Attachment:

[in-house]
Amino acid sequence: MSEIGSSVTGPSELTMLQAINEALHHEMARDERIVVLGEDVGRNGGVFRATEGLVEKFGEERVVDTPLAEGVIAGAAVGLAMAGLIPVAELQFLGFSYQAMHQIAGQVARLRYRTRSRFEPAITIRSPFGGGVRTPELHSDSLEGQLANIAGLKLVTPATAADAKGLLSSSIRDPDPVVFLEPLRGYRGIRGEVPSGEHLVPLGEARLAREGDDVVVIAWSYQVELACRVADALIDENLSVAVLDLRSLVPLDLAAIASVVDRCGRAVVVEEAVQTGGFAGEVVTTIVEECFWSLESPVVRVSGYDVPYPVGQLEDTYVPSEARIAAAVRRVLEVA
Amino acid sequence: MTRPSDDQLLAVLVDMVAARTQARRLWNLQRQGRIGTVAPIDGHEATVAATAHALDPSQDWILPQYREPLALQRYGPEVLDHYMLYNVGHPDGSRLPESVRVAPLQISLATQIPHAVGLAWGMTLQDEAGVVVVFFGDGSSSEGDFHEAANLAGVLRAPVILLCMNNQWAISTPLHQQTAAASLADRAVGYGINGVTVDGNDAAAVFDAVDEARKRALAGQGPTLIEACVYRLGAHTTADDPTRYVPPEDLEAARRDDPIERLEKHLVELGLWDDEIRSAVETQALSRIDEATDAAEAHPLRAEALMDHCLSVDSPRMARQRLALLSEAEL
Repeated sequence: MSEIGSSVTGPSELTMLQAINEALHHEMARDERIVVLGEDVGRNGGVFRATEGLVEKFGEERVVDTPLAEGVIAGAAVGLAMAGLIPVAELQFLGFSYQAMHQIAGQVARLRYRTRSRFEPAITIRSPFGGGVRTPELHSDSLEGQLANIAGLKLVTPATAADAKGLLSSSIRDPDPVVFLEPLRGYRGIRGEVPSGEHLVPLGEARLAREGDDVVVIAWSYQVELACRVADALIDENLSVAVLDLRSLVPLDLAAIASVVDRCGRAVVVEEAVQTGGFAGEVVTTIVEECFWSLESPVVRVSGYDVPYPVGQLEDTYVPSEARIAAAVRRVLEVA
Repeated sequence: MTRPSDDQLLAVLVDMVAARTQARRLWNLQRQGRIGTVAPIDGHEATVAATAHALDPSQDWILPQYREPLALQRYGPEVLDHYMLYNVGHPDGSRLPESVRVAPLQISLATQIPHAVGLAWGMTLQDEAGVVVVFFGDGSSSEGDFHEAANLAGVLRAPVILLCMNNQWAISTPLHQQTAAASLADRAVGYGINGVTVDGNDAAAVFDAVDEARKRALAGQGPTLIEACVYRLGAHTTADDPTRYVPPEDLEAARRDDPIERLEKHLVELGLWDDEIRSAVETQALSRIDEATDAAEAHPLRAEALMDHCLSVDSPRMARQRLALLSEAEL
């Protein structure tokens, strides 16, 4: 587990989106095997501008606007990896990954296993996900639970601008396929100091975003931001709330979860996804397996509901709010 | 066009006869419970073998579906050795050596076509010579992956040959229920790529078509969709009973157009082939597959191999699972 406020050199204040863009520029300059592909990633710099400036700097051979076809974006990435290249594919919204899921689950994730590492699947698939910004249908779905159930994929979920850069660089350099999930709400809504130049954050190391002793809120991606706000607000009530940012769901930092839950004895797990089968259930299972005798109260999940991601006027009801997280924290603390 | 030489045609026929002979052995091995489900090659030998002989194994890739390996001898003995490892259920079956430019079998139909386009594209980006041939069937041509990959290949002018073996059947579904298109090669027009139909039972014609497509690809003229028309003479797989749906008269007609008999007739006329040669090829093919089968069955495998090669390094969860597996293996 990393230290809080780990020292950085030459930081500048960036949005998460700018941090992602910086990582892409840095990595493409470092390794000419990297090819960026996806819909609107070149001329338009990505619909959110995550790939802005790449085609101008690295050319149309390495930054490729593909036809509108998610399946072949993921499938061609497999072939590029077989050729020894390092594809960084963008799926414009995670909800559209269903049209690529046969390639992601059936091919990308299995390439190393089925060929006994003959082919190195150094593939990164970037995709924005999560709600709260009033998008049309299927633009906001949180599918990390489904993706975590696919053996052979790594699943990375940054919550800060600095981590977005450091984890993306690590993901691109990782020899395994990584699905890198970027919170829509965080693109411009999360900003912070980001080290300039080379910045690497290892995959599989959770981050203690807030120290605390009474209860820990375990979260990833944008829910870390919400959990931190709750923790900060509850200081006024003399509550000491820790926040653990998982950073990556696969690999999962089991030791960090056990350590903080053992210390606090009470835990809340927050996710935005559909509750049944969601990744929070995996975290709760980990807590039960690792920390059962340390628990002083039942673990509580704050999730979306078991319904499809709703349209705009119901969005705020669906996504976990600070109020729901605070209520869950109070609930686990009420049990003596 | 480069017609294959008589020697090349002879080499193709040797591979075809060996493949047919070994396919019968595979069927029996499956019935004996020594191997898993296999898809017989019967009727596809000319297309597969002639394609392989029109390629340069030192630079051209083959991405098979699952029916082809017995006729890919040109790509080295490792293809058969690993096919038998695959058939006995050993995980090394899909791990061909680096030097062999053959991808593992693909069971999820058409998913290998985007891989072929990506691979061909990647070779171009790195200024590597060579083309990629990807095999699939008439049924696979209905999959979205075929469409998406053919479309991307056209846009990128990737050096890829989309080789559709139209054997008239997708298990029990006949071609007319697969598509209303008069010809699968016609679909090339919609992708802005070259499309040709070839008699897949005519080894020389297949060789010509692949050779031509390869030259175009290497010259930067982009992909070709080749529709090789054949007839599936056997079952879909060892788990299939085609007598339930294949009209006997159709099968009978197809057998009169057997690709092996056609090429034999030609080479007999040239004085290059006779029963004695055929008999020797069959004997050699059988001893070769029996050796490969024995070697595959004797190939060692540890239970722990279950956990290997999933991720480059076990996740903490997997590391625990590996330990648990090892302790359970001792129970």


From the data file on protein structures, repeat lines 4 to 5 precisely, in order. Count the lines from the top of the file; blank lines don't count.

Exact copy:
Repeated sequence: MSEIGSSVTGPSELTMLQAINEALHHEMARDERIVVLGEDVGRNGGVFRATEGLVEKFGEERVVDTPLAEGVIAGAAVGLAMAGLIPVAELQFLGFSYQAMHQIAGQVARLRYRTRSRFEPAITIRSPFGGGVRTPELHSDSLEGQLANIAGLKLVTPATAADAKGLLSSSIRDPDPVVFLEPLRGYRGIRGEVPSGEHLVPLGEARLAREGDDVVVIAWSYQVELACRVADALIDENLSVAVLDLRSLVPLDLAAIASVVDRCGRAVVVEEAVQTGGFAGEVVTTIVEECFWSLESPVVRVSGYDVPYPVGQLEDTYVPSEARIAAAVRRVLEVA
Repeated sequence: MTRPSDDQLLAVLVDMVAARTQARRLWNLQRQGRIGTVAPIDGHEATVAATAHALDPSQDWILPQYREPLALQRYGPEVLDHYMLYNVGHPDGSRLPESVRVAPLQISLATQIPHAVGLAWGMTLQDEAGVVVVFFGDGSSSEGDFHEAANLAGVLRAPVILLCMNNQWAISTPLHQQTAAASLADRAVGYGINGVTVDGNDAAAVFDAVDEARKRALAGQGPTLIEACVYRLGAHTTADDPTRYVPPEDLEAARRDDPIERLEKHLVELGLWDDEIRSAVETQALSRIDEATDAAEAHPLRAEALMDHCLSVDSPRMARQRLALLSEAEL